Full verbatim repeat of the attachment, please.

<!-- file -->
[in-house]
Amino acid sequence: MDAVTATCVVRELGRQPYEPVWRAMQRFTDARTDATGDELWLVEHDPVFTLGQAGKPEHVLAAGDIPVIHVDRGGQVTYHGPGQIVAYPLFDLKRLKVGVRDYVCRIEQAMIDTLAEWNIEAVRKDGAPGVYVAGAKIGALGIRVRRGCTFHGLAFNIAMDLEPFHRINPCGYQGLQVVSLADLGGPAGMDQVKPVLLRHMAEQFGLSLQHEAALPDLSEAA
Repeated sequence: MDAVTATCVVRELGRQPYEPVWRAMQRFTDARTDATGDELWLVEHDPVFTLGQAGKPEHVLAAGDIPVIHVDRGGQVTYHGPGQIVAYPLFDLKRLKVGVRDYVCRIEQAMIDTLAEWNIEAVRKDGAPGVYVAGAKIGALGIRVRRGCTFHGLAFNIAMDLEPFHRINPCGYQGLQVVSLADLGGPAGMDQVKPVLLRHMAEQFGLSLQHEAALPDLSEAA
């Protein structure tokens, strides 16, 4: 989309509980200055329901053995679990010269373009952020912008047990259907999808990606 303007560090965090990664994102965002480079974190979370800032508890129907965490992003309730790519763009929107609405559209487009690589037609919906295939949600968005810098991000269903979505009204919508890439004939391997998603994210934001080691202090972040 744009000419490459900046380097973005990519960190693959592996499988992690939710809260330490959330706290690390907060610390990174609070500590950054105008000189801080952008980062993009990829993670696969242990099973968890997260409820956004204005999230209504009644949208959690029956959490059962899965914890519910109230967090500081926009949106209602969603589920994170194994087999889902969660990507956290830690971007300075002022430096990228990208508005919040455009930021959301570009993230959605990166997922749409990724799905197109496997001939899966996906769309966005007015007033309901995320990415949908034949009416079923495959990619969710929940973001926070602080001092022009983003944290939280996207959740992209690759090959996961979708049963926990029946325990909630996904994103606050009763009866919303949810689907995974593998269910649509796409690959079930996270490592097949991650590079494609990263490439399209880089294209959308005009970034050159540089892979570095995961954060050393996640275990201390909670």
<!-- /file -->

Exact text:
[in-house]
Amino acid sequence: MDAVTATCVVRELGRQPYEPVWRAMQRFTDARTDATGDELWLVEHDPVFTLGQAGKPEHVLAAGDIPVIHVDRGGQVTYHGPGQIVAYPLFDLKRLKVGVRDYVCRIEQAMIDTLAEWNIEAVRKDGAPGVYVAGAKIGALGIRVRRGCTFHGLAFNIAMDLEPFHRINPCGYQGLQVVSLADLGGPAGMDQVKPVLLRHMAEQFGLSLQHEAALPDLSEAA
Repeated sequence: MDAVTATCVVRELGRQPYEPVWRAMQRFTDARTDATGDELWLVEHDPVFTLGQAGKPEHVLAAGDIPVIHVDRGGQVTYHGPGQIVAYPLFDLKRLKVGVRDYVCRIEQAMIDTLAEWNIEAVRKDGAPGVYVAGAKIGALGIRVRRGCTFHGLAFNIAMDLEPFHRINPCGYQGLQVVSLADLGGPAGMDQVKPVLLRHMAEQFGLSLQHEAALPDLSEAA
């Protein structure tokens, strides 16, 4: 989309509980200055329901053995679990010269373009952020912008047990259907999808990606 303007560090965090990664994102965002480079974190979370800032508890129907965490992003309730790519763009929107609405559209487009690589037609919906295939949600968005810098991000269903979505009204919508890439004939391997998603994210934001080691202090972040 744009000419490459900046380097973005990519960190693959592996499988992690939710809260330490959330706290690390907060610390990174609070500590950054105008000189801080952008980062993009990829993670696969242990099973968890997260409820956004204005999230209504009644949208959690029956959490059962899965914890519910109230967090500081926009949106209602969603589920994170194994087999889902969660990507956290830690971007300075002022430096990228990208508005919040455009930021959301570009993230959605990166997922749409990724799905197109496997001939899966996906769309966005007015007033309901995320990415949908034949009416079923495959990619969710929940973001926070602080001092022009983003944290939280996207959740992209690759090959996961979708049963926990029946325990909630996904994103606050009763009866919303949810689907995974593998269910649509796409690959079930996270490592097949991650590079494609990263490439399209880089294209959308005009970034050159540089892979570095995961954060050393996640275990201390909670």